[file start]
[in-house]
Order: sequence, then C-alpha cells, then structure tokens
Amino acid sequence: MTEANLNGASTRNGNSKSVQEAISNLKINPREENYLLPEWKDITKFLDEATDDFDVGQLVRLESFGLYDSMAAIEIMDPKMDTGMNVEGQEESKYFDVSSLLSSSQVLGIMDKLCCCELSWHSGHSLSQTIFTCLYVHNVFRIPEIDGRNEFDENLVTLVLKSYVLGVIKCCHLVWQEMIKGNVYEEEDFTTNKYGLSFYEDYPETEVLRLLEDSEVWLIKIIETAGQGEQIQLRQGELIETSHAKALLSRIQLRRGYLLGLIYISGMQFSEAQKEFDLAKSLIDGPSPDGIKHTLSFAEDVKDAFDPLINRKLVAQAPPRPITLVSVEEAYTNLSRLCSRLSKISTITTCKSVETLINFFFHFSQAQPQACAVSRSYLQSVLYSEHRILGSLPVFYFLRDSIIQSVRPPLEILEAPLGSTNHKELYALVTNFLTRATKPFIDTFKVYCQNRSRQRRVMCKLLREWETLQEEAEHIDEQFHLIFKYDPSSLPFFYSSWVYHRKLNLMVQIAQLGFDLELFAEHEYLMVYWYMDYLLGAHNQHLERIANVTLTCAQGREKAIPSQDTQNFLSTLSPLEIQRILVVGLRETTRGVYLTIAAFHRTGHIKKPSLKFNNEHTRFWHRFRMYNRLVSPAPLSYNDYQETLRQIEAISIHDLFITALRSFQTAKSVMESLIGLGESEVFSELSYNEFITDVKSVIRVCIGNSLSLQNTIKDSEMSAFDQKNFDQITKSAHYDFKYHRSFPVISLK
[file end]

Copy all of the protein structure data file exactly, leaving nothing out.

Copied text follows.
[in-house]
Order: sequence, then C-alpha cells, then structure tokens
Amino acid sequence: MTEANLNGASTRNGNSKSVQEAISNLKINPREENYLLPEWKDITKFLDEATDDFDVGQLVRLESFGLYDSMAAIEIMDPKMDTGMNVEGQEESKYFDVSSLLSSSQVLGIMDKLCCCELSWHSGHSLSQTIFTCLYVHNVFRIPEIDGRNEFDENLVTLVLKSYVLGVIKCCHLVWQEMIKGNVYEEEDFTTNKYGLSFYEDYPETEVLRLLEDSEVWLIKIIETAGQGEQIQLRQGELIETSHAKALLSRIQLRRGYLLGLIYISGMQFSEAQKEFDLAKSLIDGPSPDGIKHTLSFAEDVKDAFDPLINRKLVAQAPPRPITLVSVEEAYTNLSRLCSRLSKISTITTCKSVETLINFFFHFSQAQPQACAVSRSYLQSVLYSEHRILGSLPVFYFLRDSIIQSVRPPLEILEAPLGSTNHKELYALVTNFLTRATKPFIDTFKVYCQNRSRQRRVMCKLLREWETLQEEAEHIDEQFHLIFKYDPSSLPFFYSSWVYHRKLNLMVQIAQLGFDLELFAEHEYLMVYWYMDYLLGAHNQHLERIANVTLTCAQGREKAIPSQDTQNFLSTLSPLEIQRILVVGLRETTRGVYLTIAAFHRTGHIKKPSLKFNNEHTRFWHRFRMYNRLVSPAPLSYNDYQETLRQIEAISIHDLFITALRSFQTAKSVMESLIGLGESEVFSELSYNEFITDVKSVIRVCIGNSLSLQNTIKDSEMSAFDQKNFDQITKSAHYDFKYHRSFPVISLK